The Christchurch tragedy

Dear E tū members,

We have returned to work this week under the sorrowful shadow of a great and unjust tragedy.

On behalf of all E tū members I express my respect and support to all of our many Muslim and migrant members and your families. We are proud of what you bring to our union and our country.

Our Christchurch members and your families feel, understandably, that you have been kicked in the guts again.

Our Christchurch union staff and a number of elected delegates supported each other in lockdown at our Cashel St office into Friday evening while the situation unfolded and stabilised. We have staff and members who have been directly affected by this terrorist atrocity.

I would like to thank our E tū members at the hospitals that have been working around the clock to make sure the victims get the best care possible. This includes security, orderlies, cleaners, food service workers and trade staff.

I believe New Zealanders have a keen collective sense of respect, tolerance, dignity and a fair-go for all and this has really shone through in our nations response over recent days.  I have received a huge number of messages of support from across the global union movement, expressing the solidarity of working people across the world.

We mourn with our fellow Kiwis who have lost their loved ones.  Our union can play a key role in assisting members over the next period.  We have already started assisting with public rallies during the weekend and that will continue.

I hope that you may find the information and advice below helpful.

Solidarity Christchurch.

Bill Newson
National Secretary

Support for victims and their familes

The ACC no-fault scheme covers everyone in New Zealand if you’re injured in an accident. The scheme covers children, beneficiaries, students, if you’re working, unemployed or retired. It also includes visitors to New Zealand if they’re injured while they’re here.

Whether you’ve been injured in the Christchurch attacks or have lost a loved one, ACC are here to help. They’ll work with you and your family to make sure you get the help you need. 

Click here to read more information, including links to downloadable factsheets in multiple languages about getting help.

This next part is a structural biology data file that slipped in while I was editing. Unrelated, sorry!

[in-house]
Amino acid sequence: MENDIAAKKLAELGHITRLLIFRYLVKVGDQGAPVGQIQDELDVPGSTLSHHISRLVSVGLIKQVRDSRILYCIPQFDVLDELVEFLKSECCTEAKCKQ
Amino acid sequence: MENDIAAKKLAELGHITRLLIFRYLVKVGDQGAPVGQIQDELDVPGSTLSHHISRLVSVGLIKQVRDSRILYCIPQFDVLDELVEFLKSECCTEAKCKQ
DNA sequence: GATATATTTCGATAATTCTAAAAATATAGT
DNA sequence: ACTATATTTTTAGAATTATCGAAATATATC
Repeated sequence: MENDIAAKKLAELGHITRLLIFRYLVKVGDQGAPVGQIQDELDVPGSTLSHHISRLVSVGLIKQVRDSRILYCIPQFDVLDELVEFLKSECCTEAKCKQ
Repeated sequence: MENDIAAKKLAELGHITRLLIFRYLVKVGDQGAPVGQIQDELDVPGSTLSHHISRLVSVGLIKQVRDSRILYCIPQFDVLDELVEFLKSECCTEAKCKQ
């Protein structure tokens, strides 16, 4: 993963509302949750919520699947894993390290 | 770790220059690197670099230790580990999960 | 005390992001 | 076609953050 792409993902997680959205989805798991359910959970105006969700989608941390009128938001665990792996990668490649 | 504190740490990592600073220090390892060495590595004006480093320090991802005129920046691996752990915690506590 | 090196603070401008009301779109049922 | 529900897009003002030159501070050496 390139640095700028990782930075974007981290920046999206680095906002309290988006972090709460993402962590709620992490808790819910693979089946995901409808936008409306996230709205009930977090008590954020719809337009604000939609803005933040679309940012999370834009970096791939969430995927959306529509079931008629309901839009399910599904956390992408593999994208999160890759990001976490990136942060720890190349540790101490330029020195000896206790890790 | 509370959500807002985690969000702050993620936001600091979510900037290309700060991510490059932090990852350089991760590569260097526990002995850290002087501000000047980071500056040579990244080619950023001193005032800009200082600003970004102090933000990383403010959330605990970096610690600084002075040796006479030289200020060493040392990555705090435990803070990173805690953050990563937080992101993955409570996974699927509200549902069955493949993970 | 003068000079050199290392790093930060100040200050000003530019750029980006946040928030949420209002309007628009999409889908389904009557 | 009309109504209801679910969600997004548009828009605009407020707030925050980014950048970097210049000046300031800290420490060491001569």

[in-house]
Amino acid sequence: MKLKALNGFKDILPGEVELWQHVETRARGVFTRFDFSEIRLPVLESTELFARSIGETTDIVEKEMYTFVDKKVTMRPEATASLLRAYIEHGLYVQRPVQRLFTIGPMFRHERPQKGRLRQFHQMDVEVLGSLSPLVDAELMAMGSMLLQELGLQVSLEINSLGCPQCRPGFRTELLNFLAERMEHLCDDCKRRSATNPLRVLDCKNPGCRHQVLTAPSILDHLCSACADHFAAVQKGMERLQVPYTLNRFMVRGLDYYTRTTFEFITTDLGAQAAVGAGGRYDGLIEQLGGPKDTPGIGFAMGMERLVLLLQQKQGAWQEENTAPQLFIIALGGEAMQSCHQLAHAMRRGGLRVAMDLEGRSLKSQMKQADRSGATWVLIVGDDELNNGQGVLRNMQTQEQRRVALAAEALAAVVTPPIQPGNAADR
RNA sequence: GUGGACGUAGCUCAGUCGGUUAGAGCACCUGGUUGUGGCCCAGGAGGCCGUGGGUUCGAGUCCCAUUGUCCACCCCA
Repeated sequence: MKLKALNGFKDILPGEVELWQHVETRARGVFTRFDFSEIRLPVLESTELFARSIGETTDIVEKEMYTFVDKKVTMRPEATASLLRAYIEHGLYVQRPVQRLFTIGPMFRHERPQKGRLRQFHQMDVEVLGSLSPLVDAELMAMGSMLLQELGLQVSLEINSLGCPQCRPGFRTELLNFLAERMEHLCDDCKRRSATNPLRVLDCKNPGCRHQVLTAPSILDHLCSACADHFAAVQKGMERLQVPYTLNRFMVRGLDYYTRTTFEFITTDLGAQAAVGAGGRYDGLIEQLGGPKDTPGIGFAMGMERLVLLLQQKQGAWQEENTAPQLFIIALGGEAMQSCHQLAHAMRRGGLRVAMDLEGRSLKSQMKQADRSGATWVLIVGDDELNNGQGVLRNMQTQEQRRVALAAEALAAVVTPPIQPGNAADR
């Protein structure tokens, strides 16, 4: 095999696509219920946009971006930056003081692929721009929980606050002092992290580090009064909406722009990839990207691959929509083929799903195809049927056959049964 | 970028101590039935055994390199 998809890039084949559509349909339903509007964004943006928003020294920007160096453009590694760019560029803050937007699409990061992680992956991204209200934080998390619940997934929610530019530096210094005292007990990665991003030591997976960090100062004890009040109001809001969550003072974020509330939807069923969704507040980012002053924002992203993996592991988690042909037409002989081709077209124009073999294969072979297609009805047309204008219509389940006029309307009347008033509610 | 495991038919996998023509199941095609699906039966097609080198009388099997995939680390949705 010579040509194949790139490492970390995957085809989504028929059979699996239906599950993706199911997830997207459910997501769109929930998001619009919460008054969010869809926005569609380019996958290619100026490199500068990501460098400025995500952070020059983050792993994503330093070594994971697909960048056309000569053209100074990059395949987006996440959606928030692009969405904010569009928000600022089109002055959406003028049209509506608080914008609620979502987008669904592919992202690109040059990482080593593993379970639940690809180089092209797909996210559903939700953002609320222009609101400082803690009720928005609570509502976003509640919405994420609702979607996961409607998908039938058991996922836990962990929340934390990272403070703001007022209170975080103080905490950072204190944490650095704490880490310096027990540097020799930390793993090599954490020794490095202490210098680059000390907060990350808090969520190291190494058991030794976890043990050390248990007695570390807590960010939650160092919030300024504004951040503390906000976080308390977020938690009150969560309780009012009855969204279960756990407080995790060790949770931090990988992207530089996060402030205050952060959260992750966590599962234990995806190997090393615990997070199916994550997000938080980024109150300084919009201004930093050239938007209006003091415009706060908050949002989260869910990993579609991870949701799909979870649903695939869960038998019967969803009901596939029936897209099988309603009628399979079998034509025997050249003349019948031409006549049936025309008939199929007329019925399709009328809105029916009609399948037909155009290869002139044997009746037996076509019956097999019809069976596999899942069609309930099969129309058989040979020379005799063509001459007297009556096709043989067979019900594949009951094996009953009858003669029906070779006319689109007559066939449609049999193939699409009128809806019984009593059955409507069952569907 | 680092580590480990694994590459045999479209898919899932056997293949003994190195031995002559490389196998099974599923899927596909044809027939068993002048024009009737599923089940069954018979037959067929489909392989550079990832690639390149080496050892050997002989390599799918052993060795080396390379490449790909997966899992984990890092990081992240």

Self-care is important

Our whole community is is mourning together and many of us will be finding this atrocity very difficult to process. Anyone who needs help should get in touch with mental health service providers.

Lifeline: call 0800 543 354 or text HELP to 4357

Your workplace may offer Employee Assistance Program (EAP) services or similar. Please make use of these services if needed.

Click here for a list of regional mental health crisis services (for emergencies).

Addressing Islamophobia and intolerance

If you witness Islamophobia, or in fact any hateful actions, here are some steps you can take:

  • Ask the person being harassed if they’re okay or need help before stepping into the situation (unless it’s an emergency, in which case, call the police).
  • Sit or stand beside the person being harassed and talk to them so they know they’re not alone and the attacker is more likely to stand down.
  • Go to the closest authorities or draw attention from the people around you to alert them to the danger if you notice the situation escalating.
  • Take out your phone as it’s not only good to take note of the time and place or videotape evidence of the altercation but it can also persuade attackers to stand down.

To challenge these systemic problems we must start small, by holding people who display Islamophobia and racism accountable for their behaviour. Allies are well placed to do this work, and uphold those affected by it. Together, we can change the culture.

We can counter Islamophobia and other bigotry in our everyday lives

Give nothing to racism, xenophobia, religious intolerance, or any forms of bigotry. We can do this every single day.

  • Don’t allow your friends, family and colleagues to make remarks that are ‘casual discrimination’, such as nasty comments about other people’s cultures.
  • Don’t make jokes at the expense of others. If you hear people making these sorts of jokes, tell them why they shouldn’t.
  • Remember that acts of terror like the one we witnessed on Friday 15 March are the extreme version of attitudes that start with our community not being inclusive. See the pyramid graphic below and make sure your actions will not be the foundation for terrible acts.

Our message to employers

The message below has been sent to the employers of E tū members:

Like us you may be struggling with the enormity of this tragedy and staff grief.

Members have asked us for leadership in this difficult time so we will advise them of our expectations just as we did during the earthquakes.

E tū’s views on how we keep staff safe and maintain a healthy workplace response to our shared grief is:

Kindness, tolerance and compassion are the principles determining our response.


  • Acknowledge the tragedy we have all experienced.
  • Offer opportunities to talk about their experiences & feelings; helplessness, bewilderment, anger, sadness.
  • Listening to the suffering that staff feel.
  • List realistic support networks (EAP, Community & Faith groups) and assist in making contact.
  • Support staff to attend in worktime funerals, memorials, events to remember those we have lost.
  • Accept staff may need paid time off to seek support or support their whanau through this tragedy.
  • Encourage workplace activities showing aroha and solidarity.

We were moved to hear the Head Boy of Cashmere High Okirano Tilaia quote Martin Luther King Jr and we share this with you:

“Injustice anywhere is a threat to justice everywhere.

Darkness cannot drive out darkness; only light can do that. Hate cannot drive out hate; only love can do that.”